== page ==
The non-rectangular plate 248 implementation may use a rectangular or non-rectangular reflective surface 246 which is preferably substantially flat and has a shape in plan view of elliptical, circular, racetrack, oval, or the like. Reflective surface 246 is positioned on the plate 248 for reflecting the light source to a target. In alternative embodiments, the reflective surface 246 can be formed as a curved, concave, and/or an etched mirror, such as an etched Fresnel lens mirror. The reflective surface 246 can be further subdivided into a plurality of reflective surfaces, having different reflective properties.
In the embodiments described above, there are other advantages associated with locating the coil(s) 58 away from the rotating reflective surface 246 of the oscillator 240. For example, since the drive coils are not located on the plate, minimal patterning exists on the reflective surface 246. Also, power dissipation from the applied drive current does not directly heat the oscillating plate, leading to more consistent operation at varying drive levels. Due to the very small area available on the plate for coils, relatively few coil turns can be placed on the plate, requiring a strong and bulky external permanent magnet assembly to produce sufficient scan angles. Placing a small but powerful magnet on the oscillating plate allows a more compact external coil to be used, one that can be designed to minimize intruding on the input and output beams on the device. As compared to the coil on mirror design, this design essentially allows for more efficient elliptical plate shapes without degrading the available torque to provide the desired scan angle. Thus, this arrangement tends to provide a larger clear aperture area for the reflective surface 246 for a given surface area of the rotating plate 248. (With reference to the mirror, clear aperture area refers to the usable portion of the plate that can be utilized to redirect light.)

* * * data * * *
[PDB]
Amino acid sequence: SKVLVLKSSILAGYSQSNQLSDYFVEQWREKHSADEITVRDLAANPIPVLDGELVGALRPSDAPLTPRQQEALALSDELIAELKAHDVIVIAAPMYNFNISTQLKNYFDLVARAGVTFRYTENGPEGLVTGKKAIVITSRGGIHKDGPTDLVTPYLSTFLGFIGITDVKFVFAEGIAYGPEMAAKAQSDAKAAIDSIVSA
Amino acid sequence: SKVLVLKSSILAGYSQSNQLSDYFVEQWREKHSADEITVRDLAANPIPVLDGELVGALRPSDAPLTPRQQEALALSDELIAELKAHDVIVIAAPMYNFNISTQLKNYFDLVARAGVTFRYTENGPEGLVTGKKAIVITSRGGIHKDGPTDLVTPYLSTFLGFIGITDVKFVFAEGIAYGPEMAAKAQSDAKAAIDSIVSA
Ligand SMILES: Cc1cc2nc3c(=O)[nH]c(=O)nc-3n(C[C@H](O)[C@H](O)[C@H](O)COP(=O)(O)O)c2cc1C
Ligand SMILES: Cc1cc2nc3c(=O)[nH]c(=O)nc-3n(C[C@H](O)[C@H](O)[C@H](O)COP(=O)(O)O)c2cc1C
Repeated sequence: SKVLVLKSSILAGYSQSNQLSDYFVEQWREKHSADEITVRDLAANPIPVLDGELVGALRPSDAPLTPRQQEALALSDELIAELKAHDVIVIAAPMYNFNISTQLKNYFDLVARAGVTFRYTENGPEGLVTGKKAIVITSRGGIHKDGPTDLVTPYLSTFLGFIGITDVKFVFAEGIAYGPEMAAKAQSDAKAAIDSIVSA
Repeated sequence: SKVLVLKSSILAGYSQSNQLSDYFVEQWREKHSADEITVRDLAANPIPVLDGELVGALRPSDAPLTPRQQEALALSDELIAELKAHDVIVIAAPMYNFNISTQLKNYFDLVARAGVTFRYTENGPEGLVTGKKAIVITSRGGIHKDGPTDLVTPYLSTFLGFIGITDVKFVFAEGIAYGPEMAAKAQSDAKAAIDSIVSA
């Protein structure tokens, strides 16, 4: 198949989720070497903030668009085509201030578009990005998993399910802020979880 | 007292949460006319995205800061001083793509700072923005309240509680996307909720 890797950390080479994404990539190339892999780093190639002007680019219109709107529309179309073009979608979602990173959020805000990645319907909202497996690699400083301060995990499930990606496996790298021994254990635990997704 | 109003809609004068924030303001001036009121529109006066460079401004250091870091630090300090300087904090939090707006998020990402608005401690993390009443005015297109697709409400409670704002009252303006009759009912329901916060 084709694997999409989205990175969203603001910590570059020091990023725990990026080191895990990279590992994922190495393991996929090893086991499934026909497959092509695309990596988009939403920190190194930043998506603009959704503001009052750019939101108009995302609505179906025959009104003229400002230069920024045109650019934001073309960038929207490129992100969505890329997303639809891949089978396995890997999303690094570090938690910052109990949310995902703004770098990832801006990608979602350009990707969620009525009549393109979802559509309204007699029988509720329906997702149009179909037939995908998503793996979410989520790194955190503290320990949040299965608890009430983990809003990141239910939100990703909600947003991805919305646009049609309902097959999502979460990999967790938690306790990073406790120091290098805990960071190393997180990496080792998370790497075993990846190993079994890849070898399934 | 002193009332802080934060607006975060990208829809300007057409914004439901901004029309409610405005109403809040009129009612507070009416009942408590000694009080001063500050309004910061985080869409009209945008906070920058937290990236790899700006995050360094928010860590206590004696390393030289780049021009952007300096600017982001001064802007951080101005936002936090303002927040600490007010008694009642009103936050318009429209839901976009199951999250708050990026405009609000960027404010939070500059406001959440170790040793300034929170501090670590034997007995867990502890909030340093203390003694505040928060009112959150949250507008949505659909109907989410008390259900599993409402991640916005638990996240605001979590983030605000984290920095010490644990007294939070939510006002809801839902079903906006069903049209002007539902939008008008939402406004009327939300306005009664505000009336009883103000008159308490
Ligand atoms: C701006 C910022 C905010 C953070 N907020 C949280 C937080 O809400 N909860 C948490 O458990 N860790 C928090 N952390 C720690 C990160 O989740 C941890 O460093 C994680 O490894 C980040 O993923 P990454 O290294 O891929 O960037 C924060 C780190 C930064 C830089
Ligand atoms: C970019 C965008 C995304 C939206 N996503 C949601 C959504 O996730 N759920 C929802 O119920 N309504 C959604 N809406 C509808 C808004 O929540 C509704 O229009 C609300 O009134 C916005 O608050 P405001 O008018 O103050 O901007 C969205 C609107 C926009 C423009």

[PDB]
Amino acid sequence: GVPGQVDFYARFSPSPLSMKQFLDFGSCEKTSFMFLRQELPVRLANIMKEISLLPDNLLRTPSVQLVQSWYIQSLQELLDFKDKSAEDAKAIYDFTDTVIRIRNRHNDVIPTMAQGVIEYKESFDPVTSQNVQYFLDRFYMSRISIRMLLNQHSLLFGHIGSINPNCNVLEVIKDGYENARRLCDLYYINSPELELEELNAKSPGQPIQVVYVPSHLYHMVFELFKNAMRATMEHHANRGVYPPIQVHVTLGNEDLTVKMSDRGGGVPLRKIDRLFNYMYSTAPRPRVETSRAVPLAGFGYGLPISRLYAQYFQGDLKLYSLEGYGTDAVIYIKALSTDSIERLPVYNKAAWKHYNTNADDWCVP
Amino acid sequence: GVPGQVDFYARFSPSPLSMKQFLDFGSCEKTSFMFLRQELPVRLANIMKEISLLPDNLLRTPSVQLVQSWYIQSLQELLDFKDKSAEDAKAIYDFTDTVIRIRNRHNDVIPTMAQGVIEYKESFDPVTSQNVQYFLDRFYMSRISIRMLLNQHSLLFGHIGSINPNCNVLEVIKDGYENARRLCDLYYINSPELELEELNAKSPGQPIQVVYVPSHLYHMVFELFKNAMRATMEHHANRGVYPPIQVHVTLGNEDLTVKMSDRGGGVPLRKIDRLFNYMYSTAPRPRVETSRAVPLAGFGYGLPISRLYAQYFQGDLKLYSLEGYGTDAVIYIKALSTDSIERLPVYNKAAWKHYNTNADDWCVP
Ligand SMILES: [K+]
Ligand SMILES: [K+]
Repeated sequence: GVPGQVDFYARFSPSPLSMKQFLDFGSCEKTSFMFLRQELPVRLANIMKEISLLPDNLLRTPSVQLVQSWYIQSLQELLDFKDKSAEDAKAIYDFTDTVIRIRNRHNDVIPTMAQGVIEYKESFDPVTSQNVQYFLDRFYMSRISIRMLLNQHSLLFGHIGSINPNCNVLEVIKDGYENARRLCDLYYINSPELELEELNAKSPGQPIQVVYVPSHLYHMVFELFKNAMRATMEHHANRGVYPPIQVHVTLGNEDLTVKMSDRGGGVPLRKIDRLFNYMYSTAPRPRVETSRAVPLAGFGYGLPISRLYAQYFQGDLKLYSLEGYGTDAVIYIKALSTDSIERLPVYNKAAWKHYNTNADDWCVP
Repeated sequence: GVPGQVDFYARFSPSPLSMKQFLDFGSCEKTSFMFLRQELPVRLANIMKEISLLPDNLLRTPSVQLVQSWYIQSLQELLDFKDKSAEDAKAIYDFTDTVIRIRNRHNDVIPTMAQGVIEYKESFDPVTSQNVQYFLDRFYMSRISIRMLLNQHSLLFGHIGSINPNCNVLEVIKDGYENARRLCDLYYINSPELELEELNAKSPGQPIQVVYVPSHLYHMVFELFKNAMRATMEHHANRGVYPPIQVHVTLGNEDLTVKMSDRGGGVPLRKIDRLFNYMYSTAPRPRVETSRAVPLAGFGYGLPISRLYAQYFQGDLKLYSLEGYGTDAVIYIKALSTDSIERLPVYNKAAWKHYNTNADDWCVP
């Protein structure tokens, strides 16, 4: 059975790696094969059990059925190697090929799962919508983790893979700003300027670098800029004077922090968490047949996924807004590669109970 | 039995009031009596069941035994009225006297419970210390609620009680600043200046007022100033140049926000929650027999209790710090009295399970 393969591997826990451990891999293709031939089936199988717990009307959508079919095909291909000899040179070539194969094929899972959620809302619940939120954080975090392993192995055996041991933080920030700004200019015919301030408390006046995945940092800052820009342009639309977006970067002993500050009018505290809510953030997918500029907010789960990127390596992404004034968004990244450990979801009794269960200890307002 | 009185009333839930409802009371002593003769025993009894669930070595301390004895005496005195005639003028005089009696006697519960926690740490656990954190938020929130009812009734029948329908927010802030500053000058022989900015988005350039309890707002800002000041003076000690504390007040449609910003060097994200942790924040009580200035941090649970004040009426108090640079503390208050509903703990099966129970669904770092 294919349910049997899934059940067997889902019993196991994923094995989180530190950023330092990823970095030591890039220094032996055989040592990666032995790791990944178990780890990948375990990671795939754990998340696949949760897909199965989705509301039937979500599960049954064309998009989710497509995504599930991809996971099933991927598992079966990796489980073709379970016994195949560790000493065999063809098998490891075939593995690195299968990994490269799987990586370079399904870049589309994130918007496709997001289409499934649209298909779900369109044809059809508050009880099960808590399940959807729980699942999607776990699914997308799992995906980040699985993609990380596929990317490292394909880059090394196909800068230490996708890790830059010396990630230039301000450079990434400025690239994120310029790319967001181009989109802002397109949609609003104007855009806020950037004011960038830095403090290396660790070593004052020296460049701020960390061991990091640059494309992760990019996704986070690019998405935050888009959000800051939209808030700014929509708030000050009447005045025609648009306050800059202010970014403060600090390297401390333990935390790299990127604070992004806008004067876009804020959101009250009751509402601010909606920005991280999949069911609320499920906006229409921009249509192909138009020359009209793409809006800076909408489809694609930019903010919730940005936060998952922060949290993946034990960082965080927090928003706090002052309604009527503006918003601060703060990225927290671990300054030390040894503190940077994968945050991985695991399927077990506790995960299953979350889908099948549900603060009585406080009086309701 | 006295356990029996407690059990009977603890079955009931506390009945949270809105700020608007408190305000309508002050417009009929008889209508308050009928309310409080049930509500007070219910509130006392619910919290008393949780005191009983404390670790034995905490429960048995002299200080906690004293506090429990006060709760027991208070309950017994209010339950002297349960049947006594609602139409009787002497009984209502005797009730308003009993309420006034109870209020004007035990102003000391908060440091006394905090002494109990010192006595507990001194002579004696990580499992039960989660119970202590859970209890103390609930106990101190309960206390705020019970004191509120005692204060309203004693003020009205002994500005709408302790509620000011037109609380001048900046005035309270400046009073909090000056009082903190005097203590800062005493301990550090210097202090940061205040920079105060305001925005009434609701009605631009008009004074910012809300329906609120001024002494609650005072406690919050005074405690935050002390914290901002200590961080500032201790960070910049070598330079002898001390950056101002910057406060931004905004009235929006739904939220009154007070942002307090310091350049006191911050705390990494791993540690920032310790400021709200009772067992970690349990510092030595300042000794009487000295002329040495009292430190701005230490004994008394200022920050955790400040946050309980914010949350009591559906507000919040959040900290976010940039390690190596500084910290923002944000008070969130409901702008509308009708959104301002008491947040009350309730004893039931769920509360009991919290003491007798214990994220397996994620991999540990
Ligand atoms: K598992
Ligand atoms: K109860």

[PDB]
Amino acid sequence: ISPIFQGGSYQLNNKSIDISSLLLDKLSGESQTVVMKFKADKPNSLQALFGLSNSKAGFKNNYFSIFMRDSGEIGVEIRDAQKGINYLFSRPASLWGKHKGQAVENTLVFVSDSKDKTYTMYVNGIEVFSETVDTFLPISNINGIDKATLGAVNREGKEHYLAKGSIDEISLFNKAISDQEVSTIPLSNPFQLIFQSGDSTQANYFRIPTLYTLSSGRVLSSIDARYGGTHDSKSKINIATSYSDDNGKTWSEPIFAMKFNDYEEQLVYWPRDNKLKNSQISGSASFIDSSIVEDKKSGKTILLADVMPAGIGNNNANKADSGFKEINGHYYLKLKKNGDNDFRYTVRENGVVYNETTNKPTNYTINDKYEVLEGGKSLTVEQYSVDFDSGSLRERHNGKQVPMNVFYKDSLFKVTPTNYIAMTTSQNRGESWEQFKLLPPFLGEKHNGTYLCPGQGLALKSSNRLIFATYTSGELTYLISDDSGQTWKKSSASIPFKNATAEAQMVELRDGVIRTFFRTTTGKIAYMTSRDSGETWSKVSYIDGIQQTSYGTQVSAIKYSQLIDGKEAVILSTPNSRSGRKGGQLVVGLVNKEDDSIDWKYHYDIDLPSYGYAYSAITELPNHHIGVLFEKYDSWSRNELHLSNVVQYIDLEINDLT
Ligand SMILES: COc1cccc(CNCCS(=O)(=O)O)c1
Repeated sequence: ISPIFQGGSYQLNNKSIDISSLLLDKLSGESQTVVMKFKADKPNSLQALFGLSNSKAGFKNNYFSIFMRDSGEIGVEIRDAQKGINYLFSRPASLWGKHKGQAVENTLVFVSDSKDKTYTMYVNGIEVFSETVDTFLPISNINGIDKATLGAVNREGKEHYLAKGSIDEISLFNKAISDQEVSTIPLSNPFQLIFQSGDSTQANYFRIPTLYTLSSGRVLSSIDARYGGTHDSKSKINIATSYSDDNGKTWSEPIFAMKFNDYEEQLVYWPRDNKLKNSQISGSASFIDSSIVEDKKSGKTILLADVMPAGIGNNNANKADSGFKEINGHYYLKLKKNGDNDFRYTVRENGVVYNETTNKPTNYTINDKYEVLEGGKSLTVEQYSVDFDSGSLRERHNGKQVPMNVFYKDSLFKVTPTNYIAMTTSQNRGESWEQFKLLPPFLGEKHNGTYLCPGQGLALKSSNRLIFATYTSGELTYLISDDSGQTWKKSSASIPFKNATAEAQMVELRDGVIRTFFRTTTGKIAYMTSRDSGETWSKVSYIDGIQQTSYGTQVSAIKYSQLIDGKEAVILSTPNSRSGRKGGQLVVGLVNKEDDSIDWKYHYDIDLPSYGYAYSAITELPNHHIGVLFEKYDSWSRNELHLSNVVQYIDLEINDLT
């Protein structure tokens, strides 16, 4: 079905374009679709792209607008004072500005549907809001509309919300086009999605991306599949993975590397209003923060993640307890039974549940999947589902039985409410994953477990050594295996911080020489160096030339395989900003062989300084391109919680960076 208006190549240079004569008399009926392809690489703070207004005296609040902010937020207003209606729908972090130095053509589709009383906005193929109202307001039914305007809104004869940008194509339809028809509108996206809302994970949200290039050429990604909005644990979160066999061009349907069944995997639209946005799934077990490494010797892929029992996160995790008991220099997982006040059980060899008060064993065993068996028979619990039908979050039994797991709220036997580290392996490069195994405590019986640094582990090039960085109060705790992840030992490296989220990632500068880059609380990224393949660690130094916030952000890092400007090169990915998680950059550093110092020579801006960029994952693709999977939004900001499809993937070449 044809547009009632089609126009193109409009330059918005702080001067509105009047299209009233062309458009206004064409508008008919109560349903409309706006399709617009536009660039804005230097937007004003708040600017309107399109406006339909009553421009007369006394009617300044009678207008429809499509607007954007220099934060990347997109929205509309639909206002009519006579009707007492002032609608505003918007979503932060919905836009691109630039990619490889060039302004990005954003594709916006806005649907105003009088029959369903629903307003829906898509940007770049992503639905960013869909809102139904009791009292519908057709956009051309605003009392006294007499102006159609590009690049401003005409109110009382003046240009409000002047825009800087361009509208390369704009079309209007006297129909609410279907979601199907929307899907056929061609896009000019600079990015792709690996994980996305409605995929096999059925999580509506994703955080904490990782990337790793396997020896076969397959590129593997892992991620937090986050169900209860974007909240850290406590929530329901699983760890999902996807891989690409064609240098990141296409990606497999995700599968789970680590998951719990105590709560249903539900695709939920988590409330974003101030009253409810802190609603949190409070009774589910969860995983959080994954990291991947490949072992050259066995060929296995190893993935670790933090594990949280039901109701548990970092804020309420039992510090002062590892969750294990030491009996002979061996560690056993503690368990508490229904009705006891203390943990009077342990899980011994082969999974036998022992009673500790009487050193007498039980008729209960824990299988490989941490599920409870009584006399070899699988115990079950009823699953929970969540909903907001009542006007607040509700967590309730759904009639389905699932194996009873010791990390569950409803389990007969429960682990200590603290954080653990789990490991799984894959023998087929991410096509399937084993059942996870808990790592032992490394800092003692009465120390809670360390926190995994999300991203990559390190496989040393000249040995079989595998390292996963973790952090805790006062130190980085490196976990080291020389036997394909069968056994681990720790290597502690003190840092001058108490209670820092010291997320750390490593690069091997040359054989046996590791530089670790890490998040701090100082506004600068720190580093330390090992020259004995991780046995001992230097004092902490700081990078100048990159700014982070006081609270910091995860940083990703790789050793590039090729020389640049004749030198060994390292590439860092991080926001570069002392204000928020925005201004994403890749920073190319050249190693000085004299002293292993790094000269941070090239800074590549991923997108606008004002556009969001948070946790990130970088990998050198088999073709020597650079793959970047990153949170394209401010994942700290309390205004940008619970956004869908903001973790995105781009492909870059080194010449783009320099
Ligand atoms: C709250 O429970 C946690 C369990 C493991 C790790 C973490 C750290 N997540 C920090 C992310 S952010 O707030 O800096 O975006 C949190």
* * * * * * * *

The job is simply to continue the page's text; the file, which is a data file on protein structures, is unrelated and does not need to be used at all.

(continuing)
This larger clear aperture area of reflective surface 246 tends to lead to a larger scan operating window and the resultant potential operational speed advantages associated with a larger scan operating window. These advantages are due to the fact that in devices with a patterned coil 58 on the oscillating mirror plate, some percent of the plate's surface area is covered by patterned coils. This leaves less room for the mirrored surface 24. Thus, the mirror area to total plate area ratio is a fraction less than one such as 50%. In the case where the magnets are placed on the mirror plate, the magnets can be placed on the back surface or on the front surface along the axis of the torsion bars, above and/or below the mirror area. These options are illustrated in